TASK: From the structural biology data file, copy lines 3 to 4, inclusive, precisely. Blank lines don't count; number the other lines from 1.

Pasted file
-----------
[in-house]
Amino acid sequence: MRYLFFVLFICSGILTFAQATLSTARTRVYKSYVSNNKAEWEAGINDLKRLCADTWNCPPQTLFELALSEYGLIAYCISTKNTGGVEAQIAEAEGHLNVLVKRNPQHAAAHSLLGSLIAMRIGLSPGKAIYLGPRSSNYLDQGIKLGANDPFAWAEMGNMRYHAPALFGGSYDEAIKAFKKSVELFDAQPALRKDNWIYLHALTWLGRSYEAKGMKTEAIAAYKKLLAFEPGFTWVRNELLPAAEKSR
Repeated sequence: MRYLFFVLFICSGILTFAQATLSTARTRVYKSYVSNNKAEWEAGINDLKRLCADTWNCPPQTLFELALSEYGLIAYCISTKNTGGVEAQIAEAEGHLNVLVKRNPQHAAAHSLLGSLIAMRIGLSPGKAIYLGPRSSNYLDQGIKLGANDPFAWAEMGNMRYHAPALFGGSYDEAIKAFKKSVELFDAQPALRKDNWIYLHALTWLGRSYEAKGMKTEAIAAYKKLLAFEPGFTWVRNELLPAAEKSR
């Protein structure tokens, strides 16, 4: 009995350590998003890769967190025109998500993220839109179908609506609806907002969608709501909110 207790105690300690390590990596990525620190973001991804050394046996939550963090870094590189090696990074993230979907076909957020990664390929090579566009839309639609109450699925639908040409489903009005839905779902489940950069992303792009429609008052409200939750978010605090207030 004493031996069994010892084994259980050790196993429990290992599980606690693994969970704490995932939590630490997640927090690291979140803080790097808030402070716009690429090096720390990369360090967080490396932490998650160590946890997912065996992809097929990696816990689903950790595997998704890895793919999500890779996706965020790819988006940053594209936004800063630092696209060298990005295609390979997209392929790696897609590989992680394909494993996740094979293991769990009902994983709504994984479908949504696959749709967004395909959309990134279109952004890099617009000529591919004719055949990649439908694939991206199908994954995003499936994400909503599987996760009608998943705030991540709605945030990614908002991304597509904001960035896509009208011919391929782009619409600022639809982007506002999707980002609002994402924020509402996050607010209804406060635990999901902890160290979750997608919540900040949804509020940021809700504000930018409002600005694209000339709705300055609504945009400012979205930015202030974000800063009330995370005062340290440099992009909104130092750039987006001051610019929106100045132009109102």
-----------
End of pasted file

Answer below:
Repeated sequence: MRYLFFVLFICSGILTFAQATLSTARTRVYKSYVSNNKAEWEAGINDLKRLCADTWNCPPQTLFELALSEYGLIAYCISTKNTGGVEAQIAEAEGHLNVLVKRNPQHAAAHSLLGSLIAMRIGLSPGKAIYLGPRSSNYLDQGIKLGANDPFAWAEMGNMRYHAPALFGGSYDEAIKAFKKSVELFDAQPALRKDNWIYLHALTWLGRSYEAKGMKTEAIAAYKKLLAFEPGFTWVRNELLPAAEKSR
């Protein structure tokens, strides 16, 4: 009995350590998003890769967190025109998500993220839109179908609506609806907002969608709501909110 207790105690300690390590990596990525620190973001991804050394046996939550963090870094590189090696990074993230979907076909957020990664390929090579566009839309639609109450699925639908040409489903009005839905779902489940950069992303792009429609008052409200939750978010605090207030 004493031996069994010892084994259980050790196993429990290992599980606690693994969970704490995932939590630490997640927090690291979140803080790097808030402070716009690429090096720390990369360090967080490396932490998650160590946890997912065996992809097929990696816990689903950790595997998704890895793919999500890779996706965020790819988006940053594209936004800063630092696209060298990005295609390979997209392929790696897609590989992680394909494993996740094979293991769990009902994983709504994984479908949504696959749709967004395909959309990134279109952004890099617009000529591919004719055949990649439908694939991206199908994954995003499936994400909503599987996760009608998943705030991540709605945030990614908002991304597509904001960035896509009208011919391929782009619409600022639809982007506002999707980002609002994402924020509402996050607010209804406060635990999901902890160290979750997608919540900040949804509020940021809700504000930018409002600005694209000339709705300055609504945009400012979205930015202030974000800063009330995370005062340290440099992009909104130092750039987006001051610019929106100045132009109102």